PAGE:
12. In case nobody is old enough to recall, in the immediate post-colonial era of the 50's thru 70's, most newly independent countries did indeed make an effort to shed colonial baggage by changing names, sometimes several times as one group or another won a civil war, e.g. Belgian Congo/Congo Free State/Zaire/Democratic Republic of Congo, Rhodesia/Zimbabwe, Burma/Myanmar.

      Turns out sometimes the world is woker than you think.

    13. At least one Japanese person seems to think there are more pressing issues in the US, other than exonyms.

    14. By the way, I'm not American, either. Or Anglo, at all.

      Sorry, I can't edit the above post to put this in.

    15. Well, Izzy, That was impressively non-relevant to the discussion on language.

    16. Beijing is actually called “Pekin” in Japanese, as well.


      There's this conspiracy theory that Japan conspired to promote the spelling with a K to make sure that “Korea” came after “Japan” alphabetically. It's pretty much completely unfounded.

  12. Yes, because 99.9 % of Chinese place names are not relevant enough for foreigners so that exonyms of them might form. But for the things that are, languages work by streamlining salient concepts so that they fit the general framework of the language. It would be unreasonable to expect otherwise.

    These things are language-specific so there's no one ”European approximation”, but if you pronounce ”Beijing” differently then is it the ”same” word anymore? This is how exonyms are born in the first place! One should also remember that words in any two languages do not generally have a one-on-one correspondence: ”China” has a wider meaning and much predates the current political entity governing mainland China.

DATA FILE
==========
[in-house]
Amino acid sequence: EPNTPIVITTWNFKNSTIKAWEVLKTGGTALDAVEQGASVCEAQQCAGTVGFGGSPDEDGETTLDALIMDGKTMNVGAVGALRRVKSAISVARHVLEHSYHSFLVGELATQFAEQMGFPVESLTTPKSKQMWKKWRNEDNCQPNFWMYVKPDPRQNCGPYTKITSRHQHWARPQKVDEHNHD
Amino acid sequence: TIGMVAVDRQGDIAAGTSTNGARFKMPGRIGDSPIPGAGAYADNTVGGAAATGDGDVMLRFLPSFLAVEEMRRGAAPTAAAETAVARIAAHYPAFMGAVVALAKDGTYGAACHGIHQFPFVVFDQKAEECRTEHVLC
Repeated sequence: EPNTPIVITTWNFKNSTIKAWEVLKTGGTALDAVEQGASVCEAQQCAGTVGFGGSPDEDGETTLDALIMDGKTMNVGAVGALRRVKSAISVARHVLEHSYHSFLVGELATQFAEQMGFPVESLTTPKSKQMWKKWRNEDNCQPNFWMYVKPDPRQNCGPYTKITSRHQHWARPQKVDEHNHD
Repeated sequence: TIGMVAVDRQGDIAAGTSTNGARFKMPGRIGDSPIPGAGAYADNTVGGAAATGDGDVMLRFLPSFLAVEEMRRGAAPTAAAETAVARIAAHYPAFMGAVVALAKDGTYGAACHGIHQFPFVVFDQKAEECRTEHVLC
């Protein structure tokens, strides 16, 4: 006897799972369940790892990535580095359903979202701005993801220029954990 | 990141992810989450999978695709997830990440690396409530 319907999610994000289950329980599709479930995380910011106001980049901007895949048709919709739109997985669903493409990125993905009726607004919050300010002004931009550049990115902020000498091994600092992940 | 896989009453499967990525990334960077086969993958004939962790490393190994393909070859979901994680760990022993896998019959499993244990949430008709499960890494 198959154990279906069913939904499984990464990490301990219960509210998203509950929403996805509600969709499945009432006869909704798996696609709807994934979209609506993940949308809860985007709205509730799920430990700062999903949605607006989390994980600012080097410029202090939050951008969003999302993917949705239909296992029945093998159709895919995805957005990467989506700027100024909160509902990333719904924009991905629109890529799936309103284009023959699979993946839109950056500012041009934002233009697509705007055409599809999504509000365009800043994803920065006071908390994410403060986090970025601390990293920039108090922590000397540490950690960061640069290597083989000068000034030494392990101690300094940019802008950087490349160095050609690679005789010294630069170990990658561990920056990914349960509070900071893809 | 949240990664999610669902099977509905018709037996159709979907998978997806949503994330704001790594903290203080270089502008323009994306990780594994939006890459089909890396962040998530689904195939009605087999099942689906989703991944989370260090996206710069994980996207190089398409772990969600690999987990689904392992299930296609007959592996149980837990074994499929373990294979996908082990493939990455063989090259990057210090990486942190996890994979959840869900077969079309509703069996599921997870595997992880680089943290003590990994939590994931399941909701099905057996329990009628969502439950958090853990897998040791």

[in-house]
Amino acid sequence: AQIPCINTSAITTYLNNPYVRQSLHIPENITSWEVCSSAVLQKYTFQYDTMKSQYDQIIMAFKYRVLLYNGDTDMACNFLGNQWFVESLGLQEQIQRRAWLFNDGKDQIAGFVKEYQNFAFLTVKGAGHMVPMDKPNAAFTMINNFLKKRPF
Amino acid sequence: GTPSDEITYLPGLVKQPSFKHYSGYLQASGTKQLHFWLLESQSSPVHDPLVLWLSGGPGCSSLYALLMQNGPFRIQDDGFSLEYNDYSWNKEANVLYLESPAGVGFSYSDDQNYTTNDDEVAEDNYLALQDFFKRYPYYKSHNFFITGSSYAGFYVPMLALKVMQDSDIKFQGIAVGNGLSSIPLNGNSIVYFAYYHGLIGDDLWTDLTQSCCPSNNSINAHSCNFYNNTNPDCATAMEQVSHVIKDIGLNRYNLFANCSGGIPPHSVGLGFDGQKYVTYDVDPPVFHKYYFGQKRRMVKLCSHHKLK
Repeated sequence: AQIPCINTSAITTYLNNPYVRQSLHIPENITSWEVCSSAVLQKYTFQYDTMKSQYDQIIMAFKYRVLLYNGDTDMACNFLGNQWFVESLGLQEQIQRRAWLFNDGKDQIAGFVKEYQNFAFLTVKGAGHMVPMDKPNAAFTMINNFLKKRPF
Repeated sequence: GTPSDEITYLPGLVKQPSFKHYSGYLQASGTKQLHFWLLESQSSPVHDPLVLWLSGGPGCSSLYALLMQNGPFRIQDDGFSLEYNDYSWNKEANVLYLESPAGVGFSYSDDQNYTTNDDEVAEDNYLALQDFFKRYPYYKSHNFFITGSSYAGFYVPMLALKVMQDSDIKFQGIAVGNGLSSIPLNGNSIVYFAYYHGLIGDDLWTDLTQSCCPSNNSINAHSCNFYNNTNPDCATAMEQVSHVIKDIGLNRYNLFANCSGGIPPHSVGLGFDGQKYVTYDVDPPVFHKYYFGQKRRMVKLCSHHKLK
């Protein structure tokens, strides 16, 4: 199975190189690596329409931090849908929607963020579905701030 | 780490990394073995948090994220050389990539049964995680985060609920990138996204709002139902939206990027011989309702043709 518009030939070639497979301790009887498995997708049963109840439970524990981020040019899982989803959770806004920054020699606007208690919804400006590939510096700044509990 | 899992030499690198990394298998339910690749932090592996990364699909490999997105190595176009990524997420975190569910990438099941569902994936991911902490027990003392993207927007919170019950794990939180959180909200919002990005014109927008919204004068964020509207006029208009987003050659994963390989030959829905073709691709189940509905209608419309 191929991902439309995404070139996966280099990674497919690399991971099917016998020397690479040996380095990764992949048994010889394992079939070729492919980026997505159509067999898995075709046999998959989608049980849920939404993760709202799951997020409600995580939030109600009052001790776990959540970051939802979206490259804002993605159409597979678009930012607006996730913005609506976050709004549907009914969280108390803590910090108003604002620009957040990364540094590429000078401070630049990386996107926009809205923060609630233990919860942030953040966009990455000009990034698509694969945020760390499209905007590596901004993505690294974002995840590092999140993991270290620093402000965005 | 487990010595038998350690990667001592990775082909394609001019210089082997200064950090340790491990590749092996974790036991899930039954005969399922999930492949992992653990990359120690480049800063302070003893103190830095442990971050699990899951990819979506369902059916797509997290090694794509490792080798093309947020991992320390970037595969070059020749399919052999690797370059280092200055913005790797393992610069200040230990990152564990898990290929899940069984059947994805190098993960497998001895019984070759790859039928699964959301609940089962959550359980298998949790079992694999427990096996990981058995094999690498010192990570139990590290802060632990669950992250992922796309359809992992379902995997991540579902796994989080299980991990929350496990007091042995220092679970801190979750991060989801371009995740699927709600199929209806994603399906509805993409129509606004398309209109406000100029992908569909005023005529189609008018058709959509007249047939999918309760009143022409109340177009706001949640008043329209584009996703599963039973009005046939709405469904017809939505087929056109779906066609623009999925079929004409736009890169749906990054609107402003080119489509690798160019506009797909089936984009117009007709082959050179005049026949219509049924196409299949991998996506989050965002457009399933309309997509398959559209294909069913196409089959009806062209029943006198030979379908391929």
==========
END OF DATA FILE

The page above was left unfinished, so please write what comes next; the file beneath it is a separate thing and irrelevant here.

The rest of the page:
Incidentially, we *do* use an exonym for Côte d'Ivoire, partly becuse French names are hard to pronounce.

    One should also remember that most places in the world have all sorts of minority languages, so next to no place on Earth has exactly one name anyways. Languages have vocabularies peculiar to them, and there's no reason to expect place names to be an exception. They may be the same in some pair of languages, or they may not.

    P.S. Can anyone comment using Mozilla Firefox? My comments always disappear with it.

    1. And that was supposed to go as a response to the above, but I guess I misclicked, sorry,

    2. It's what I've always used to comment. I have to remind myself to hit the "Publish" button on the lower lefthand corner of the textbox, because what I automatically expect to be the "post this now" button based on its placement, is actually the "Sign out" button.

    3. Beijing is not pronounced "bay zheeng" it is "bei jing" with a hard J.